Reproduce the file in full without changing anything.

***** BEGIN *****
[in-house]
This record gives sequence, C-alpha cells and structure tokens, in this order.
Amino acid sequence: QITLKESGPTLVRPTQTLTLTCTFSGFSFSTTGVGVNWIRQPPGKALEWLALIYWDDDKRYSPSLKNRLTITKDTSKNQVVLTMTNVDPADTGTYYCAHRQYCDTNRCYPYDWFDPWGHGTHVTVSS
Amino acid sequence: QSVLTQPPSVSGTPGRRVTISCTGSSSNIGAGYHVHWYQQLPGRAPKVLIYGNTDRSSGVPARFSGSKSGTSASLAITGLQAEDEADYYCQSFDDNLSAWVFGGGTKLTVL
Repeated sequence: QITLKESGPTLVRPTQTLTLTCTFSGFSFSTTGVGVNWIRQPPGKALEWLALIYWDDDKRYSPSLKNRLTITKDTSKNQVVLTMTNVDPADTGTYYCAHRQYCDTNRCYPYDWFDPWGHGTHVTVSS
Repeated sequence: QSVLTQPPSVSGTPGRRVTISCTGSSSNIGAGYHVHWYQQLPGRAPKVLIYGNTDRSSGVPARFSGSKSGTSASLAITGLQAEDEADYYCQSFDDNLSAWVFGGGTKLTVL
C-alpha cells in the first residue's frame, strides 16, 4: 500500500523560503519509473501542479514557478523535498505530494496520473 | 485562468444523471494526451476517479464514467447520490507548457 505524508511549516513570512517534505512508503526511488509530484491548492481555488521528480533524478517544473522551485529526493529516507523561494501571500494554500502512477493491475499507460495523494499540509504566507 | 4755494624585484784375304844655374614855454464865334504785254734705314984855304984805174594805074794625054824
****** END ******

[in-house]
This record gives sequence, C-alpha cells and structure tokens, in this order.
Amino acid sequence: QITLKESGPTLVRPTQTLTLTCTFSGFSFSTTGVGVNWIRQPPGKALEWLALIYWDDDKRYSPSLKNRLTITKDTSKNQVVLTMTNVDPADTGTYYCAHRQYCDTNRCYPYDWFDPWGHGTHVTVSS
Amino acid sequence: QSVLTQPPSVSGTPGRRVTISCTGSSSNIGAGYHVHWYQQLPGRAPKVLIYGNTDRSSGVPARFSGSKSGTSASLAITGLQAEDEADYYCQSFDDNLSAWVFGGGTKLTVL
Repeated sequence: QITLKESGPTLVRPTQTLTLTCTFSGFSFSTTGVGVNWIRQPPGKALEWLALIYWDDDKRYSPSLKNRLTITKDTSKNQVVLTMTNVDPADTGTYYCAHRQYCDTNRCYPYDWFDPWGHGTHVTVSS
Repeated sequence: QSVLTQPPSVSGTPGRRVTISCTGSSSNIGAGYHVHWYQQLPGRAPKVLIYGNTDRSSGVPARFSGSKSGTSASLAITGLQAEDEADYYCQSFDDNLSAWVFGGGTKLTVL
C-alpha cells in the first residue's frame, strides 16, 4: 500500500523560503519509473501542479514557478523535498505530494496520473 | 485562468444523471494526451476517479464514467447520490507548457 505524508511549516513570512517534505512508503526511488509530484491548492481555488521528480533524478517544473522551485529526493529516507523561494501571500494554500502512477493491475499507460495523494499540509504566507 | 4755494624585484784375304844655374614855454464865334504785254734705314984855304984805174594805074794625054824